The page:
Flu vaccines will be available to Australians in record numbers this year in the wake of the coronavirus crisis.
A total of 18 million flu vaccines will be available in 2020. According to the government, this is an increase from 13.2 million doses in 2019, 11 million in 2018 and almost 10 million more than the 8.3 million flu vaccines administered in 2017.
More than 7.3 million flu vaccines have already been administered by Australia’s doctors and pharmacists this year. This compares to 4.5 million doses for the same period last year, and over double the 3.5 million in 2018.
The numbers are significant in relation to Australia’s population of around 25 million.
Part of the government’s response in dealing with the coronavirus pandemic has been to ensure widespread vaccination against the flu. It is thought sufferers of influenza are more at risk of serious complications if they also contract Covid-19.
“Both influenza and COVID-19 cause serious respiratory illness. The combination of both diseases could be life threatening, especially for our vulnerable people,” Minister for Health Greg Hunt said in a statement on Wednesday.
According to Mr Hunt, the Australian government has invested more than $80 million to provide free flu vaccine to people most at risk of complications from influenza.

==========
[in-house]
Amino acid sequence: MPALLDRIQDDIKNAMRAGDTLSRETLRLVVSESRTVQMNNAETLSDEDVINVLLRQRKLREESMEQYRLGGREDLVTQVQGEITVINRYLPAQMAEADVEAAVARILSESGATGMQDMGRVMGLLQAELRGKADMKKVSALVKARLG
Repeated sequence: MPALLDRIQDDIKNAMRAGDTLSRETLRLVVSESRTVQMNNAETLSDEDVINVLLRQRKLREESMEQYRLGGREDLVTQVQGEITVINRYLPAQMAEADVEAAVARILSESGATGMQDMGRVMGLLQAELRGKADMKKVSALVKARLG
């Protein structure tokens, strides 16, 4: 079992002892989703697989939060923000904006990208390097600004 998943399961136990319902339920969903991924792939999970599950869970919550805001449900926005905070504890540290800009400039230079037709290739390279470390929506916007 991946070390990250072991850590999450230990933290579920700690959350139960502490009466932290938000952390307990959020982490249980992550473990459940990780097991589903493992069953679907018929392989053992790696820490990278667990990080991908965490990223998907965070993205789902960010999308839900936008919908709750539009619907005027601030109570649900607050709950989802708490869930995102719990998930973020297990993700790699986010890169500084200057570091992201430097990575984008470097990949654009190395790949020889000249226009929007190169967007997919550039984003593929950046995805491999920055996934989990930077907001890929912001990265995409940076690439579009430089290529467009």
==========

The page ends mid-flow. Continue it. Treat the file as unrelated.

“It’s important to remember that vaccination should continue to be offered as long as the influenza virus is circulating. So, if you haven’t already, it’s not too late to get vaccinated,” Mr Hunt said.
Flu cases at record lows
Conversely, so far in 2020 cases of flu in Australia are at record lows. It is believed the dramatic fall in numbers is a direct result of the hygiene and social distancing measures employed to prevent the spread of coronavirus.
The number of flu cases detected in Australia since the lockdowns is just 138. This compares with 30,372 in May last year.
“We’ve seen numbers almost non-existent,” Kim Sampson from Immunisation Coalition told 9News.
“I believe, as do many of my colleagues, that this is because of the restrictions that have been undertaken like social distancing and good hand hygiene.”
“Cheap” flu vaccine accusation denied
Australia’s chief medical officer, Professor Brendan Murphy, was forced to defend Australia’s flu vaccines earlier this month against claims they were “cheap”.
“The claim that Australians received a “cheap flu vaccine” is utterly false,” Professor Murphy said in a statement.
“I could not be clearer – I completely refute this false claim.
“The flu vaccines chosen this year were the best available in (the) Australian market, selected by medical experts in Australia and around the world.
“They are the same vaccines which are available and used in the UK, US and other countries and the same vaccines available on the private market in Australia.”